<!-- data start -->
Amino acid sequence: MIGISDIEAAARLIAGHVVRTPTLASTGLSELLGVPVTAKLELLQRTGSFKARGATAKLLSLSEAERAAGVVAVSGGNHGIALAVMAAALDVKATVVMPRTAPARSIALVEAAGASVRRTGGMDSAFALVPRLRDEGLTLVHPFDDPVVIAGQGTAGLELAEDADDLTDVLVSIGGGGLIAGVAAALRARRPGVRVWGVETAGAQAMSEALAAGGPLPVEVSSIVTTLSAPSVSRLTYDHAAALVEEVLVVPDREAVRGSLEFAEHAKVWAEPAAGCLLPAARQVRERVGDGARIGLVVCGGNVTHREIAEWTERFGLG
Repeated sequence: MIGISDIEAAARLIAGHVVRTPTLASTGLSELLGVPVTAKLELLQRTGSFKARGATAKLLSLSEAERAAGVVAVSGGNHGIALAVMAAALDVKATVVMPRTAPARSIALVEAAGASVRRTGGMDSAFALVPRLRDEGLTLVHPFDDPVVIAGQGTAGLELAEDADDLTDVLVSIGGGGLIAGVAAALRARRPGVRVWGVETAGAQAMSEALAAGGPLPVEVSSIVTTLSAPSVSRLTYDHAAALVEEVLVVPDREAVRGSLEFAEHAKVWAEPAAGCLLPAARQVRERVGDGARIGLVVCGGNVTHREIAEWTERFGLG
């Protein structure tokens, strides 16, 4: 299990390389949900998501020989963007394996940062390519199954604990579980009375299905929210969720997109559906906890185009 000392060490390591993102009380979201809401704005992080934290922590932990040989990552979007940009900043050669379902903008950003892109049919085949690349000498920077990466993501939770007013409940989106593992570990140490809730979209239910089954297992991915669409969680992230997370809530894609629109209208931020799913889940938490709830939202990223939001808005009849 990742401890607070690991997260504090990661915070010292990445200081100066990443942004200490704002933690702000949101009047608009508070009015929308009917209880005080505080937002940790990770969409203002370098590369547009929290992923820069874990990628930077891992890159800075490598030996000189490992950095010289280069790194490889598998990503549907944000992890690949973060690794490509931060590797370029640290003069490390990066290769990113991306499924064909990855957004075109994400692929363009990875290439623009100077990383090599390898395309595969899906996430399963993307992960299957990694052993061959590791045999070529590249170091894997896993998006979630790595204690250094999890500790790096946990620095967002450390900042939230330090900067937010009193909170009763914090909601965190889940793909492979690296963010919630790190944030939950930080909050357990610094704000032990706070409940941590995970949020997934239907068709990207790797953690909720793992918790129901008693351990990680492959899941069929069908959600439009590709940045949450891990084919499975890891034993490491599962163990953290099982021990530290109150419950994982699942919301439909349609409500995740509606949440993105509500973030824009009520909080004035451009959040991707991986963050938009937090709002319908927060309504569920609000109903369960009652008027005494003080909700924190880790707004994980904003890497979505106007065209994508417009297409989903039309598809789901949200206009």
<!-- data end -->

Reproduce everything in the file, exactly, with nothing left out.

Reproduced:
Amino acid sequence: MIGISDIEAAARLIAGHVVRTPTLASTGLSELLGVPVTAKLELLQRTGSFKARGATAKLLSLSEAERAAGVVAVSGGNHGIALAVMAAALDVKATVVMPRTAPARSIALVEAAGASVRRTGGMDSAFALVPRLRDEGLTLVHPFDDPVVIAGQGTAGLELAEDADDLTDVLVSIGGGGLIAGVAAALRARRPGVRVWGVETAGAQAMSEALAAGGPLPVEVSSIVTTLSAPSVSRLTYDHAAALVEEVLVVPDREAVRGSLEFAEHAKVWAEPAAGCLLPAARQVRERVGDGARIGLVVCGGNVTHREIAEWTERFGLG
Repeated sequence: MIGISDIEAAARLIAGHVVRTPTLASTGLSELLGVPVTAKLELLQRTGSFKARGATAKLLSLSEAERAAGVVAVSGGNHGIALAVMAAALDVKATVVMPRTAPARSIALVEAAGASVRRTGGMDSAFALVPRLRDEGLTLVHPFDDPVVIAGQGTAGLELAEDADDLTDVLVSIGGGGLIAGVAAALRARRPGVRVWGVETAGAQAMSEALAAGGPLPVEVSSIVTTLSAPSVSRLTYDHAAALVEEVLVVPDREAVRGSLEFAEHAKVWAEPAAGCLLPAARQVRERVGDGARIGLVVCGGNVTHREIAEWTERFGLG
């Protein structure tokens, strides 16, 4: 299990390389949900998501020989963007394996940062390519199954604990579980009375299905929210969720997109559906906890185009 000392060490390591993102009380979201809401704005992080934290922590932990040989990552979007940009900043050669379902903008950003892109049919085949690349000498920077990466993501939770007013409940989106593992570990140490809730979209239910089954297992991915669409969680992230997370809530894609629109209208931020799913889940938490709830939202990223939001808005009849 990742401890607070690991997260504090990661915070010292990445200081100066990443942004200490704002933690702000949101009047608009508070009015929308009917209880005080505080937002940790990770969409203002370098590369547009929290992923820069874990990628930077891992890159800075490598030996000189490992950095010289280069790194490889598998990503549907944000992890690949973060690794490509931060590797370029640290003069490390990066290769990113991306499924064909990855957004075109994400692929363009990875290439623009100077990383090599390898395309595969899906996430399963993307992960299957990694052993061959590791045999070529590249170091894997896993998006979630790595204690250094999890500790790096946990620095967002450390900042939230330090900067937010009193909170009763914090909601965190889940793909492979690296963010919630790190944030939950930080909050357990610094704000032990706070409940941590995970949020997934239907068709990207790797953690909720793992918790129901008693351990990680492959899941069929069908959600439009590709940045949450891990084919499975890891034993490491599962163990953290099982021990530290109150419950994982699942919301439909349609409500995740509606949440993105509500973030824009009520909080004035451009959040991707991986963050938009937090709002319908927060309504569920609000109903369960009652008027005494003080909700924190880790707004994980904003890497979505106007065209994508417009297409989903039309598809789901949200206009």